Facebook decides to reverse ban on Led Zeppelin's Houses Of The Holy cover art

Led Zeppelin in 1973
(Image credit: Michael Putland - Getty)

Just days after Classic Rock ran an exclusive feature about Facebook banning posts containing the cover of Led Zeppelin’s 1973 album Houses Of The Holy, it's been revealed that the social media giant now plan on reversing the decision.

The cover image was shot by Hipgnosis designer Aubrey Powell and shows naked children climbing over the Giant's Causeway – a piece of art that reflected the late 60s/early 70s fascination with natural childhood innocence.

But the image fell foul of Facebook’s community guidelines on nudity or sexual activity, leading to posts featuring the artwork to be removed by the social media giant.

However, in a new statement to UCR, Facebook say that the decision will now be reversed.

A spokesperson told the website: “As out community standards explain, we don’t allow nude images of children on Facebook. But we know this a culturally significant image. Therefore, we’re restoring the posts we removed.”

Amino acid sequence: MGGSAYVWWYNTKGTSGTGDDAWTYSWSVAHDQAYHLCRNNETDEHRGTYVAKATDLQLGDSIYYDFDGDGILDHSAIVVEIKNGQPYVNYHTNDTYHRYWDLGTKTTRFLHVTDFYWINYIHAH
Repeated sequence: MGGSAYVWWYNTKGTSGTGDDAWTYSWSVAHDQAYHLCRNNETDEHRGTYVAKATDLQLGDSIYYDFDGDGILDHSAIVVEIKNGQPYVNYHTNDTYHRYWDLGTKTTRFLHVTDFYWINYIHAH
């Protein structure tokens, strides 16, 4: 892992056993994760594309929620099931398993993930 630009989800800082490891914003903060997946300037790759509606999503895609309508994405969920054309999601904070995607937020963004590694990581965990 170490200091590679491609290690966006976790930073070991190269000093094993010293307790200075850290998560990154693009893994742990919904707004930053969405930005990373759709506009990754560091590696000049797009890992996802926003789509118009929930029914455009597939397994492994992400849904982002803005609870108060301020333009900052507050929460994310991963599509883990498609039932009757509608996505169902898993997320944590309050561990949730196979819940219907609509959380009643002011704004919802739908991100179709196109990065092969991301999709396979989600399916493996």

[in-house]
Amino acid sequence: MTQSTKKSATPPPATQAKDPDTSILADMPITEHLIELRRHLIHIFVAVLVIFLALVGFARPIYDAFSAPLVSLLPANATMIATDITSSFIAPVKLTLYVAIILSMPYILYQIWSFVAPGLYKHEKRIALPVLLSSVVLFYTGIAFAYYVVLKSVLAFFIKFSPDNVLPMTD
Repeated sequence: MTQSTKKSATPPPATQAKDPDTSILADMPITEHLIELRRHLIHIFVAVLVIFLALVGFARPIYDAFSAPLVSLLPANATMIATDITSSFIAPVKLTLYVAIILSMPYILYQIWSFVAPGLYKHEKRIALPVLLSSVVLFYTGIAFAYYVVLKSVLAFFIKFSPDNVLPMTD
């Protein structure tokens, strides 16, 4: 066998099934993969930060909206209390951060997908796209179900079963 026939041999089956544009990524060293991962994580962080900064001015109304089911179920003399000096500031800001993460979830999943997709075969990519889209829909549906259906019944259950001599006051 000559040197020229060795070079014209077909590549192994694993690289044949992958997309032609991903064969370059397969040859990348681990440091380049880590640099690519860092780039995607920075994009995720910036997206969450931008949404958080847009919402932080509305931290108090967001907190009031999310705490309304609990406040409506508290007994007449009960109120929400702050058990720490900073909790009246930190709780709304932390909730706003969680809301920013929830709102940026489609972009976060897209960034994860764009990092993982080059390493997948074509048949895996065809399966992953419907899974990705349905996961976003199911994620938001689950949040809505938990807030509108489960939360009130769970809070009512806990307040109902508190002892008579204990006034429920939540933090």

The move is expected to be rolled out over the coming days, with other similar content to be reviewed by Facebook on a case-by-case basis. 

In 2011, the artwork for Nirvana's Nevermind was banned by Facebook before being allowed on the site, while other covers including Jane’s Addiction’s Nothing Shocking and Ritual De Lo Habitual, along with Van Halen’s Balance, are also permitted.

Last week, the third video looking back at Led Zeppelin’s history was released – part of the ongoing celebrations to mark the 50th anniversary of the band.

new documentary is also currently in the works and is being directed by Bernard MacMahon. It'll focus on the band's early days through to 1970, when Led Zeppelin II ousted the Beatles’ Abbey Road from the top of the US charts.